Catalyst for Payment Reform

MYTHBUSTER: Consolidation equals better coordination & outcomes

MYTHBUSTER: Consolidation equals better coordination & outcomes

In the movement to population-based payment, payers are finding ways to hold providers accountable for the cost of their patients’ care.  In the past several years, providers have made the argument that they need to integrate formally (e.g. mergers, acquisitions, etc.) with other organizations so that all providers caring for a patient coordinate under one “roof.”  This integrated approach would help providers oversee where patients seek care, what types of services they utilize and help to avoid duplicative services and identify gaps in care.

This argument is convincing. Physicians with established relationships should be more organized in their delivery of health care than physicians operating disparately. Costs should also be lower due to efficiencies physicians gain when they work together and share information.

So why do studies show that provider consolidation doesn’t lead to high-value care for patients?

Consolidation among physicians has caused about an 8 percent increase in fees over the last 20 years and, as we explored in the last MYTHBUSTER, there is no evidence that market power leads to higher quality care. A study in 2014 found that large, complex organizations might increase costs with no gain in quality.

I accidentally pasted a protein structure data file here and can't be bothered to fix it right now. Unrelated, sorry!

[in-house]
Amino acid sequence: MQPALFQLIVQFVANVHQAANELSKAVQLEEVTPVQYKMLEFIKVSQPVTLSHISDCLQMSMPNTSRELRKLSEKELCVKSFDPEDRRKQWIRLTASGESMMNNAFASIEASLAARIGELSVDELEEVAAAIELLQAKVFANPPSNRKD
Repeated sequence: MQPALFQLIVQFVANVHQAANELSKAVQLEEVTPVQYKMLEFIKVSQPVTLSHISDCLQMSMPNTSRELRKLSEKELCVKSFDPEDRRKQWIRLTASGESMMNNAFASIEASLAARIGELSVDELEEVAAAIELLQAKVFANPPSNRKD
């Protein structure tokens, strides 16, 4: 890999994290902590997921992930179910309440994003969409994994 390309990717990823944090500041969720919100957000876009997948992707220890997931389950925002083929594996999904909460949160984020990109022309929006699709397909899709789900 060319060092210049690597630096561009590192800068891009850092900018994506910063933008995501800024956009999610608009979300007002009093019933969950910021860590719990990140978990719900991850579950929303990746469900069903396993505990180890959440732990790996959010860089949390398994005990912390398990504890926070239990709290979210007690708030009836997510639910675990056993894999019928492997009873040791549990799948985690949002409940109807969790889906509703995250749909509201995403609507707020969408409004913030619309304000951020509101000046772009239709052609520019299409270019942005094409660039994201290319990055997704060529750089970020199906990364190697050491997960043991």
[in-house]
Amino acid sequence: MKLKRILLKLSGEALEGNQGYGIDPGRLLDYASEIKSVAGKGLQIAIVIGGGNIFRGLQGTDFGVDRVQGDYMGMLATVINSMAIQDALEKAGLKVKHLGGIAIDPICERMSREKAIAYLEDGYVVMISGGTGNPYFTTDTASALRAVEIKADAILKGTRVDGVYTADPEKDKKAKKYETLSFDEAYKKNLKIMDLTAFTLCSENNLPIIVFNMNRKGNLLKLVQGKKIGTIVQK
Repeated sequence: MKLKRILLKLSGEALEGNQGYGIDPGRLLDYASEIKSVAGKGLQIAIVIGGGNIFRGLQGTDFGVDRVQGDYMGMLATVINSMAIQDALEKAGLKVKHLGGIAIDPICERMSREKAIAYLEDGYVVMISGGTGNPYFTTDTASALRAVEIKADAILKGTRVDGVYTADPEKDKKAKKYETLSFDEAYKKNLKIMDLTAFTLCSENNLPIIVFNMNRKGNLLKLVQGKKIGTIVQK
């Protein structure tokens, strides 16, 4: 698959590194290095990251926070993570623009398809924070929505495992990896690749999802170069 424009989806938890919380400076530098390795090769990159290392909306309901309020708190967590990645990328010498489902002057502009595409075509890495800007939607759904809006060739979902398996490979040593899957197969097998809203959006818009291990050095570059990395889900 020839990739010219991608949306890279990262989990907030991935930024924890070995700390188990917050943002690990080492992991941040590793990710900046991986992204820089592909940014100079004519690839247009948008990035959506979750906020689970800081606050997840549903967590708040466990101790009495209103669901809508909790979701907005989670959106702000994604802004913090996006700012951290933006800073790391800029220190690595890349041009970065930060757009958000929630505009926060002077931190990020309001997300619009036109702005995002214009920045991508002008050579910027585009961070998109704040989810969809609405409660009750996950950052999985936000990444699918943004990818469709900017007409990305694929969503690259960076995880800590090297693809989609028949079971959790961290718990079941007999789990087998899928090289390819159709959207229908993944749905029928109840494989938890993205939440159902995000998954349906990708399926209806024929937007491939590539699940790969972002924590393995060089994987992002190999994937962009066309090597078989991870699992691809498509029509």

Evidence suggests looser forms of integration among provider groups can lead to effective care coordination and good outcomes without the increased costs associated with consolidation. For example, the Blue Cross Blue Shield of Michigan’s Patient Centered Medical Home program saved about $155 million in its first three years through more coordinated, higher quality care, including fewer emergency department visits, all executed by independent physicians. Other programs have demonstrated similar findings without relying on consolidation.

The bottom line—it is clear that providers working together to manage care certainly can deliver on the promised upside of lower cost, higher quality care. However, it doesn’t appear that mergers and acquisitions are the best, or only route, to getting there.

Join the debate on September 6, 2017!

CPR is  hosting a Virtual Summit to help health care stakeholders learn more about the impact provider consolidation can have on health care costs and quality.  Register today to learn from the experts.

Also, check out CPR’s Amicus Curiae Brief filed to the U.S. Court of Appeals, which argues against the potential acquisition of a physician group by a hospital system in the name of clinical coordination.

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